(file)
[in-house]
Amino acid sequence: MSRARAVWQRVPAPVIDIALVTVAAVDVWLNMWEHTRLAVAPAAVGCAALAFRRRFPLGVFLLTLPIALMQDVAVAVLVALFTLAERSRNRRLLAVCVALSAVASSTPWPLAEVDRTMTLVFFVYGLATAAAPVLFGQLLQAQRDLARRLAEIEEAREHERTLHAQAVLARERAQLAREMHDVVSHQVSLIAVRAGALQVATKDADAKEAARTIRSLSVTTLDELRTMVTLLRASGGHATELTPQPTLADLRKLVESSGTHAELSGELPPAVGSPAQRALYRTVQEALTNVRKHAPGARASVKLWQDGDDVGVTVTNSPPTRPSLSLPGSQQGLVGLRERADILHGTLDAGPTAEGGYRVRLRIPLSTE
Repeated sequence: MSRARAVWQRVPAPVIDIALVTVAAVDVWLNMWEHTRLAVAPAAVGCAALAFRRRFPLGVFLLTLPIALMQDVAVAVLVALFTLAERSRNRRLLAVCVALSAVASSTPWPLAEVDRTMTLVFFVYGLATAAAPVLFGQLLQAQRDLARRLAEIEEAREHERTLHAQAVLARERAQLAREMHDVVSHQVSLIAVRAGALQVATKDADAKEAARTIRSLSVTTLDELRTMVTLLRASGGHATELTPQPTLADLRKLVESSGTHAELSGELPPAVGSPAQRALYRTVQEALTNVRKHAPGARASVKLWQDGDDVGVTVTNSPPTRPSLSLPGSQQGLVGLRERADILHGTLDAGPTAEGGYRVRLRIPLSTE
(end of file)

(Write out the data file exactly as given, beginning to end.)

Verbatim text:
[in-house]
Amino acid sequence: MSRARAVWQRVPAPVIDIALVTVAAVDVWLNMWEHTRLAVAPAAVGCAALAFRRRFPLGVFLLTLPIALMQDVAVAVLVALFTLAERSRNRRLLAVCVALSAVASSTPWPLAEVDRTMTLVFFVYGLATAAAPVLFGQLLQAQRDLARRLAEIEEAREHERTLHAQAVLARERAQLAREMHDVVSHQVSLIAVRAGALQVATKDADAKEAARTIRSLSVTTLDELRTMVTLLRASGGHATELTPQPTLADLRKLVESSGTHAELSGELPPAVGSPAQRALYRTVQEALTNVRKHAPGARASVKLWQDGDDVGVTVTNSPPTRPSLSLPGSQQGLVGLRERADILHGTLDAGPTAEGGYRVRLRIPLSTE
Repeated sequence: MSRARAVWQRVPAPVIDIALVTVAAVDVWLNMWEHTRLAVAPAAVGCAALAFRRRFPLGVFLLTLPIALMQDVAVAVLVALFTLAERSRNRRLLAVCVALSAVASSTPWPLAEVDRTMTLVFFVYGLATAAAPVLFGQLLQAQRDLARRLAEIEEAREHERTLHAQAVLARERAQLAREMHDVVSHQVSLIAVRAGALQVATKDADAKEAARTIRSLSVTTLDELRTMVTLLRASGGHATELTPQPTLADLRKLVESSGTHAELSGELPPAVGSPAQRALYRTVQEALTNVRKHAPGARASVKLWQDGDDVGVTVTNSPPTRPSLSLPGSQQGLVGLRERADILHGTLDAGPTAEGGYRVRLRIPLSTE